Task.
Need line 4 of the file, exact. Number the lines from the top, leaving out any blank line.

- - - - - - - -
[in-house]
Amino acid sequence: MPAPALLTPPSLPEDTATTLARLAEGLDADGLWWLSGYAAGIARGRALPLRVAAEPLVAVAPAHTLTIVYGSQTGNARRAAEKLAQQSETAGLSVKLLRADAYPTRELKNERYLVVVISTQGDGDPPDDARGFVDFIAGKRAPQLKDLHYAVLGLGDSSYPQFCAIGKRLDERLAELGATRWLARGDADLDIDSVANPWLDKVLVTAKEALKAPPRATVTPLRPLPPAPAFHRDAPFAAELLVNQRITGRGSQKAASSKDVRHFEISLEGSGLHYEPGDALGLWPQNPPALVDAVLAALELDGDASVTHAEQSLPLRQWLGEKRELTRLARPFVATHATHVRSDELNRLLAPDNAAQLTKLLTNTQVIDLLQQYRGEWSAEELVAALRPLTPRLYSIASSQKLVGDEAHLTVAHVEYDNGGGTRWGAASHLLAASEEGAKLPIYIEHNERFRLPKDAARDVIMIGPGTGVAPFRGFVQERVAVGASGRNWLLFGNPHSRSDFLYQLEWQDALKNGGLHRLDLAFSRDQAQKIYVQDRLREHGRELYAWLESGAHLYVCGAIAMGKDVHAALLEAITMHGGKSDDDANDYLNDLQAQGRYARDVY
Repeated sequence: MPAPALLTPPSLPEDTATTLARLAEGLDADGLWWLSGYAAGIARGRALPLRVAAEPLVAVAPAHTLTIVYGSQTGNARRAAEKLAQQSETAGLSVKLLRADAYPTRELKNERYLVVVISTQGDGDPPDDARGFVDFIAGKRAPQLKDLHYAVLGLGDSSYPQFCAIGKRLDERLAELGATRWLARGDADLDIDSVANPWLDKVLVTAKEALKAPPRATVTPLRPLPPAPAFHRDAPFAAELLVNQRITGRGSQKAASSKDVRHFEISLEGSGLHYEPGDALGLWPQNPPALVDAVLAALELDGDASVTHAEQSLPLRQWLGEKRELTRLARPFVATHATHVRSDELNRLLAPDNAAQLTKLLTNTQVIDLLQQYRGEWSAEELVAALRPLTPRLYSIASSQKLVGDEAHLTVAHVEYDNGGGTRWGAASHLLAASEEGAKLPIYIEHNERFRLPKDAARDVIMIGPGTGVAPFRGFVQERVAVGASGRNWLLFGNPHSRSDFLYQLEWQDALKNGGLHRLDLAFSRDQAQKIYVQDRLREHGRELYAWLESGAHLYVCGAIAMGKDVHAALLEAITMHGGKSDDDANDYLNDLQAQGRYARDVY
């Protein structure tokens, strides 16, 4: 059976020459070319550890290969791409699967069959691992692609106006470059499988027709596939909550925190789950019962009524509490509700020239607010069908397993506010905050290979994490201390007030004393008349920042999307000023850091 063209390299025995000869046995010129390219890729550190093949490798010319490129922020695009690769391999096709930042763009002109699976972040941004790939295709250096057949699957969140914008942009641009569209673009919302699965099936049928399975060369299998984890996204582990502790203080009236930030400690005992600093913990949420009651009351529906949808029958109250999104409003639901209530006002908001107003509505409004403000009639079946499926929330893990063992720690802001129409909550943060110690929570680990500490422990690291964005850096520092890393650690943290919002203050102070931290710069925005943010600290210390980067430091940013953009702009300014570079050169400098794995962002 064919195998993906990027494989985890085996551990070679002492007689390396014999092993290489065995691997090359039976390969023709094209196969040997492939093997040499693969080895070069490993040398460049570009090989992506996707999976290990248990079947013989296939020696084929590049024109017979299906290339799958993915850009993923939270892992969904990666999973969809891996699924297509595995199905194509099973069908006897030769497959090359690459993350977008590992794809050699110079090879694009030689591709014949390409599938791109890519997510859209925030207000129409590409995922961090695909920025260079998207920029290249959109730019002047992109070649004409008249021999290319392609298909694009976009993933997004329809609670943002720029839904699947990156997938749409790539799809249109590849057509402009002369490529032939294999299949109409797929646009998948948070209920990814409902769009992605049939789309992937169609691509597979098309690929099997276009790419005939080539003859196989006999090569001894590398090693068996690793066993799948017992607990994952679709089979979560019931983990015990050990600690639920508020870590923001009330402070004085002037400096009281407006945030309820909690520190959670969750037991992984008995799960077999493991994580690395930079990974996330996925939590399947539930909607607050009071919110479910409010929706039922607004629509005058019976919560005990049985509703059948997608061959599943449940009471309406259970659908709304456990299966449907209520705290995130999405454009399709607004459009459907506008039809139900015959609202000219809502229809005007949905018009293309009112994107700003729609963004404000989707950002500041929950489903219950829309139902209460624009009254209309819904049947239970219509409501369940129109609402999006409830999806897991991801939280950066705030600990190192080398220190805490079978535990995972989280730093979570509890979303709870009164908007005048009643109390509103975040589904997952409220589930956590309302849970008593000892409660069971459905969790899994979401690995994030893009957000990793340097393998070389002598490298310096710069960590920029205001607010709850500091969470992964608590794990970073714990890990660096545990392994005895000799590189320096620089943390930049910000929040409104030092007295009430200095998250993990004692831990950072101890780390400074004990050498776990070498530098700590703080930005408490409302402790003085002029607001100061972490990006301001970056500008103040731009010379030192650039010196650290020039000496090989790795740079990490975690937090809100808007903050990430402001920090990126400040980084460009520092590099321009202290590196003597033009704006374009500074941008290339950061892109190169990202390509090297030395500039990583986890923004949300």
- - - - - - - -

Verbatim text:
């Protein structure tokens, strides 16, 4: 059976020459070319550890290969791409699967069959691992692609106006470059499988027709596939909550925190789950019962009524509490509700020239607010069908397993506010905050290979994490201390007030004393008349920042999307000023850091 063209390299025995000869046995010129390219890729550190093949490798010319490129922020695009690769391999096709930042763009002109699976972040941004790939295709250096057949699957969140914008942009641009569209673009919302699965099936049928399975060369299998984890996204582990502790203080009236930030400690005992600093913990949420009651009351529906949808029958109250999104409003639901209530006002908001107003509505409004403000009639079946499926929330893990063992720690802001129409909550943060110690929570680990500490422990690291964005850096520092890393650690943290919002203050102070931290710069925005943010600290210390980067430091940013953009702009300014570079050169400098794995962002 064919195998993906990027494989985890085996551990070679002492007689390396014999092993290489065995691997090359039976390969023709094209196969040997492939093997040499693969080895070069490993040398460049570009090989992506996707999976290990248990079947013989296939020696084929590049024109017979299906290339799958993915850009993923939270892992969904990666999973969809891996699924297509595995199905194509099973069908006897030769497959090359690459993350977008590992794809050699110079090879694009030689591709014949390409599938791109890519997510859209925030207000129409590409995922961090695909920025260079998207920029290249959109730019002047992109070649004409008249021999290319392609298909694009976009993933997004329809609670943002720029839904699947990156997938749409790539799809249109590849057509402009002369490529032939294999299949109409797929646009998948948070209920990814409902769009992605049939789309992937169609691509597979098309690929099997276009790419005939080539003859196989006999090569001894590398090693068996690793066993799948017992607990994952679709089979979560019931983990015990050990600690639920508020870590923001009330402070004085002037400096009281407006945030309820909690520190959670969750037991992984008995799960077999493991994580690395930079990974996330996925939590399947539930909607607050009071919110479910409010929706039922607004629509005058019976919560005990049985509703059948997608061959599943449940009471309406259970659908709304456990299966449907209520705290995130999405454009399709607004459009459907506008039809139900015959609202000219809502229809005007949905018009293309009112994107700003729609963004404000989707950002500041929950489903219950829309139902209460624009009254209309819904049947239970219509409501369940129109609402999006409830999806897991991801939280950066705030600990190192080398220190805490079978535990995972989280730093979570509890979303709870009164908007005048009643109390509103975040589904997952409220589930956590309302849970008593000892409660069971459905969790899994979401690995994030893009957000990793340097393998070389002598490298310096710069960590920029205001607010709850500091969470992964608590794990970073714990890990660096545990392994005895000799590189320096620089943390930049910000929040409104030092007295009430200095998250993990004692831990950072101890780390400074004990050498776990070498530098700590703080930005408490409302402790003085002029607001100061972490990006301001970056500008103040731009010379030192650039010196650290020039000496090989790795740079990490975690937090809100808007903050990430402001920090990126400040980084460009520092590099321009202290590196003597033009704006374009500074941008290339950061892109190169990202390509090297030395500039990583986890923004949300």